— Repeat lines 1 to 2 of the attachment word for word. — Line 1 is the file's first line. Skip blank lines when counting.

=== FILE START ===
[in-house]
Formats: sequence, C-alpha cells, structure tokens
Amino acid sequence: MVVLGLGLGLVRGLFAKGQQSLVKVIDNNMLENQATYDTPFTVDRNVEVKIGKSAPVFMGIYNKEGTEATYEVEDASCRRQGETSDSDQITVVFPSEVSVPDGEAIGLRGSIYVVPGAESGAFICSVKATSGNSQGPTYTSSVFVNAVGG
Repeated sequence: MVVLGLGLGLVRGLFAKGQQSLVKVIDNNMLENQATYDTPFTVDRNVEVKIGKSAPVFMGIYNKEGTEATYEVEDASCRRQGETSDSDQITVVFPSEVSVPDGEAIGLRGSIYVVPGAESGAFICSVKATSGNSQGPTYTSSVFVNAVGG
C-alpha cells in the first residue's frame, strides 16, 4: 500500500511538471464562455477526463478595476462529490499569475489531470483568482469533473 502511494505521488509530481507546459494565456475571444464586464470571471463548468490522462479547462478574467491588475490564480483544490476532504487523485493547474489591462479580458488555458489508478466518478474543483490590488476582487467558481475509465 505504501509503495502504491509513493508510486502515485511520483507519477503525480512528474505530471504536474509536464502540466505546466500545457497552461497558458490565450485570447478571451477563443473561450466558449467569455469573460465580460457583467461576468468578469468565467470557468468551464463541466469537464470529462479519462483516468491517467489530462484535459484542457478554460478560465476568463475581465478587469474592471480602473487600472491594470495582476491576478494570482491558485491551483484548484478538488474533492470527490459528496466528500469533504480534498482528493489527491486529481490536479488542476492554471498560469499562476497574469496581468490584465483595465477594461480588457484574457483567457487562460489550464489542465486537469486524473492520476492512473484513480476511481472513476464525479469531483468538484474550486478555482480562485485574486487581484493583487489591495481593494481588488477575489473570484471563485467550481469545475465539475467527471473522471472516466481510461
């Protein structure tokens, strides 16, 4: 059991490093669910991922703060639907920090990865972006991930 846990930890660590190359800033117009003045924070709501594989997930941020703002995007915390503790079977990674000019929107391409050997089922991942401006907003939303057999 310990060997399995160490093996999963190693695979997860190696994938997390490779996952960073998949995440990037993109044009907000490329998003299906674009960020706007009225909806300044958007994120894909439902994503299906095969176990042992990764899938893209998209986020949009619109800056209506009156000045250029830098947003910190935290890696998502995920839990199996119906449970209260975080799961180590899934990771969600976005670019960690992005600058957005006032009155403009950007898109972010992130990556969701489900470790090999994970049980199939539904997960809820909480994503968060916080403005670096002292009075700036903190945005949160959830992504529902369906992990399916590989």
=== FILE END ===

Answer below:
[in-house]
Formats: sequence, C-alpha cells, structure tokens